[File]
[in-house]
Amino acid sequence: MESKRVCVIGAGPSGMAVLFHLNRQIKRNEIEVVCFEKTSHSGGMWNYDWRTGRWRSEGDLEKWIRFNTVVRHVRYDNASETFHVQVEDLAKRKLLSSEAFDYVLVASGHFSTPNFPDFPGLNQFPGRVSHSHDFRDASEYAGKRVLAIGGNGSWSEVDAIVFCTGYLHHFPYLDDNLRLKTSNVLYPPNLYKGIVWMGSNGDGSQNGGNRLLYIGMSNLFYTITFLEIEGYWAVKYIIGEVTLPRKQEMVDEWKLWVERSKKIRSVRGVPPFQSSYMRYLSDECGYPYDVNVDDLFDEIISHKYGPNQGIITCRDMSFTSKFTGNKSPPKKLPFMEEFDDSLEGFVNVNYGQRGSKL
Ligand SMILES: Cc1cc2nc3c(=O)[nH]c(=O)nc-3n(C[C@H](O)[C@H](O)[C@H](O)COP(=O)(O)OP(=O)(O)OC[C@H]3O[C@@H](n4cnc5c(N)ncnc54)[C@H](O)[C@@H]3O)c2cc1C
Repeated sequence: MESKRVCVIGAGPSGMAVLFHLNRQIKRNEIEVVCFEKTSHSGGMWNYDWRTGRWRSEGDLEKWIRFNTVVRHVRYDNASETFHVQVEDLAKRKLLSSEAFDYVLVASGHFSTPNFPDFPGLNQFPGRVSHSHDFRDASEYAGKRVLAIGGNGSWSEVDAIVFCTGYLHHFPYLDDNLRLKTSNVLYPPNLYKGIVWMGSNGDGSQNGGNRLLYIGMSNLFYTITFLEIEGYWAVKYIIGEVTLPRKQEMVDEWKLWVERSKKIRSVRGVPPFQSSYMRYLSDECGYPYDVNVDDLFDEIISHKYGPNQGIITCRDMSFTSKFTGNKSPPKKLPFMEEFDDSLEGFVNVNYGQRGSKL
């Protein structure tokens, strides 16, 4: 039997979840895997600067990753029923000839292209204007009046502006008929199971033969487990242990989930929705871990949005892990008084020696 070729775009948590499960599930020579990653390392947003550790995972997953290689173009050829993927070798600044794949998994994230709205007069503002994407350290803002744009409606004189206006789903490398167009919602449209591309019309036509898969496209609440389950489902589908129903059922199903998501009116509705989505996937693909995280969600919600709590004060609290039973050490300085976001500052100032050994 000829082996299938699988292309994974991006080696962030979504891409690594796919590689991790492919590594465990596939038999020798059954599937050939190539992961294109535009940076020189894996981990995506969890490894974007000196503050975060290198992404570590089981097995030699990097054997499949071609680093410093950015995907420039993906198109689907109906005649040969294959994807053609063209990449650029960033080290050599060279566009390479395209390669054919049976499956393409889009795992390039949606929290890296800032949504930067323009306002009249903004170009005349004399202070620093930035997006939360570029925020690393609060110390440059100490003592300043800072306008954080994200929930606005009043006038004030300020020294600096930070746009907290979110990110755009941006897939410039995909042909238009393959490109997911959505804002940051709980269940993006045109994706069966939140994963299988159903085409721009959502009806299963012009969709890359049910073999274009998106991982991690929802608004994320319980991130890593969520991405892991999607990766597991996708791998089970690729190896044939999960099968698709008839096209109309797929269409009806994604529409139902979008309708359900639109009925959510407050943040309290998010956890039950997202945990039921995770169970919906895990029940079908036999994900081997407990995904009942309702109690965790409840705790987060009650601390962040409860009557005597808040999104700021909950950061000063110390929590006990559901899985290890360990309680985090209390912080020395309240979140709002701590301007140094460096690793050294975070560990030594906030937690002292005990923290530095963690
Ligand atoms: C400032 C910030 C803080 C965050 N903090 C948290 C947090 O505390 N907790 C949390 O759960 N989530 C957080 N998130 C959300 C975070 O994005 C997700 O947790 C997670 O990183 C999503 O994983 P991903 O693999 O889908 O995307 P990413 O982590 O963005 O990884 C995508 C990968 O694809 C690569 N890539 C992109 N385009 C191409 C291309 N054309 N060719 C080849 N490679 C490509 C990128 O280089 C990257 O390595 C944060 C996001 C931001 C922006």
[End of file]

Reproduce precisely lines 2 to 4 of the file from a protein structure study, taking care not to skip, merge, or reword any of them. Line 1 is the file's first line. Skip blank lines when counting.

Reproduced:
Amino acid sequence: MESKRVCVIGAGPSGMAVLFHLNRQIKRNEIEVVCFEKTSHSGGMWNYDWRTGRWRSEGDLEKWIRFNTVVRHVRYDNASETFHVQVEDLAKRKLLSSEAFDYVLVASGHFSTPNFPDFPGLNQFPGRVSHSHDFRDASEYAGKRVLAIGGNGSWSEVDAIVFCTGYLHHFPYLDDNLRLKTSNVLYPPNLYKGIVWMGSNGDGSQNGGNRLLYIGMSNLFYTITFLEIEGYWAVKYIIGEVTLPRKQEMVDEWKLWVERSKKIRSVRGVPPFQSSYMRYLSDECGYPYDVNVDDLFDEIISHKYGPNQGIITCRDMSFTSKFTGNKSPPKKLPFMEEFDDSLEGFVNVNYGQRGSKL
Ligand SMILES: Cc1cc2nc3c(=O)[nH]c(=O)nc-3n(C[C@H](O)[C@H](O)[C@H](O)COP(=O)(O)OP(=O)(O)OC[C@H]3O[C@@H](n4cnc5c(N)ncnc54)[C@H](O)[C@@H]3O)c2cc1C
Repeated sequence: MESKRVCVIGAGPSGMAVLFHLNRQIKRNEIEVVCFEKTSHSGGMWNYDWRTGRWRSEGDLEKWIRFNTVVRHVRYDNASETFHVQVEDLAKRKLLSSEAFDYVLVASGHFSTPNFPDFPGLNQFPGRVSHSHDFRDASEYAGKRVLAIGGNGSWSEVDAIVFCTGYLHHFPYLDDNLRLKTSNVLYPPNLYKGIVWMGSNGDGSQNGGNRLLYIGMSNLFYTITFLEIEGYWAVKYIIGEVTLPRKQEMVDEWKLWVERSKKIRSVRGVPPFQSSYMRYLSDECGYPYDVNVDDLFDEIISHKYGPNQGIITCRDMSFTSKFTGNKSPPKKLPFMEEFDDSLEGFVNVNYGQRGSKL